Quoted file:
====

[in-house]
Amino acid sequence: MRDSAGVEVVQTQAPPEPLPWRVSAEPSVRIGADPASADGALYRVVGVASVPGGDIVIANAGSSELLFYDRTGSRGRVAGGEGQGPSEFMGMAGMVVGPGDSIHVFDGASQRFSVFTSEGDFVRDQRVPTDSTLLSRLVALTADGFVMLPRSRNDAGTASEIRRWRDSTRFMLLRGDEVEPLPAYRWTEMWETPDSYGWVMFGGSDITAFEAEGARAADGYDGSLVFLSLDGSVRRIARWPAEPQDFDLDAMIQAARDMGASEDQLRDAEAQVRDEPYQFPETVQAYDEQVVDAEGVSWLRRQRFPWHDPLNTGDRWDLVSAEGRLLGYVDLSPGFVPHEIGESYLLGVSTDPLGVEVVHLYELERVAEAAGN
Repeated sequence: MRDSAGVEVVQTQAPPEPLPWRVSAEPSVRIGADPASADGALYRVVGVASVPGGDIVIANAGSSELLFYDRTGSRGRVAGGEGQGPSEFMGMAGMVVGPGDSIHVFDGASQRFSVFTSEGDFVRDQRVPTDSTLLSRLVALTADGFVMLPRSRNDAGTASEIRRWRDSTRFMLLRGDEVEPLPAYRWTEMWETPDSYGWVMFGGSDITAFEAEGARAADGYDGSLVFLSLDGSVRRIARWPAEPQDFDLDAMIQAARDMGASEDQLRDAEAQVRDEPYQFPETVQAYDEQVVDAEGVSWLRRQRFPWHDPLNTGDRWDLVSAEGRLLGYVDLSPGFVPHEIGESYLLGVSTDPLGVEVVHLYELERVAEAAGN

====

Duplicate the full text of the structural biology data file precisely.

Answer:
[in-house]
Amino acid sequence: MRDSAGVEVVQTQAPPEPLPWRVSAEPSVRIGADPASADGALYRVVGVASVPGGDIVIANAGSSELLFYDRTGSRGRVAGGEGQGPSEFMGMAGMVVGPGDSIHVFDGASQRFSVFTSEGDFVRDQRVPTDSTLLSRLVALTADGFVMLPRSRNDAGTASEIRRWRDSTRFMLLRGDEVEPLPAYRWTEMWETPDSYGWVMFGGSDITAFEAEGARAADGYDGSLVFLSLDGSVRRIARWPAEPQDFDLDAMIQAARDMGASEDQLRDAEAQVRDEPYQFPETVQAYDEQVVDAEGVSWLRRQRFPWHDPLNTGDRWDLVSAEGRLLGYVDLSPGFVPHEIGESYLLGVSTDPLGVEVVHLYELERVAEAAGN
Repeated sequence: MRDSAGVEVVQTQAPPEPLPWRVSAEPSVRIGADPASADGALYRVVGVASVPGGDIVIANAGSSELLFYDRTGSRGRVAGGEGQGPSEFMGMAGMVVGPGDSIHVFDGASQRFSVFTSEGDFVRDQRVPTDSTLLSRLVALTADGFVMLPRSRNDAGTASEIRRWRDSTRFMLLRGDEVEPLPAYRWTEMWETPDSYGWVMFGGSDITAFEAEGARAADGYDGSLVFLSLDGSVRRIARWPAEPQDFDLDAMIQAARDMGASEDQLRDAEAQVRDEPYQFPETVQAYDEQVVDAEGVSWLRRQRFPWHDPLNTGDRWDLVSAEGRLLGYVDLSPGFVPHEIGESYLLGVSTDPLGVEVVHLYELERVAEAAGN